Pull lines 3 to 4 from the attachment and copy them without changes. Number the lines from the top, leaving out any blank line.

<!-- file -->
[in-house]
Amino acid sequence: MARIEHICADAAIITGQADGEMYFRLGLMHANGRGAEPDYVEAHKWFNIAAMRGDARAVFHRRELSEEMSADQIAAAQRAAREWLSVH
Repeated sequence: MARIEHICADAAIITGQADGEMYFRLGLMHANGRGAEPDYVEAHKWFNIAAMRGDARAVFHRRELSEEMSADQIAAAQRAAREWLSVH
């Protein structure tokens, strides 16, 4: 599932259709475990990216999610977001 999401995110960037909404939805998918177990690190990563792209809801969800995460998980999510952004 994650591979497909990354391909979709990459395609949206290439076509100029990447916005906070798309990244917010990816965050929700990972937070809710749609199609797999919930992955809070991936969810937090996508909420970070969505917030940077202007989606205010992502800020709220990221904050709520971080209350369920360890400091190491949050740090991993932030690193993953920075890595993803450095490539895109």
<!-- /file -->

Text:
Repeated sequence: MARIEHICADAAIITGQADGEMYFRLGLMHANGRGAEPDYVEAHKWFNIAAMRGDARAVFHRRELSEEMSADQIAAAQRAAREWLSVH
């Protein structure tokens, strides 16, 4: 599932259709475990990216999610977001 999401995110960037909404939805998918177990690190990563792209809801969800995460998980999510952004 994650591979497909990354391909979709990459395609949206290439076509100029990447916005906070798309990244917010990816965050929700990972937070809710749609199609797999919930992955809070991936969810937090996508909420970070969505917030940077202007989606205010992502800020709220990221904050709520971080209350369920360890400091190491949050740090991993932030690193993953920075890595993803450095490539895109």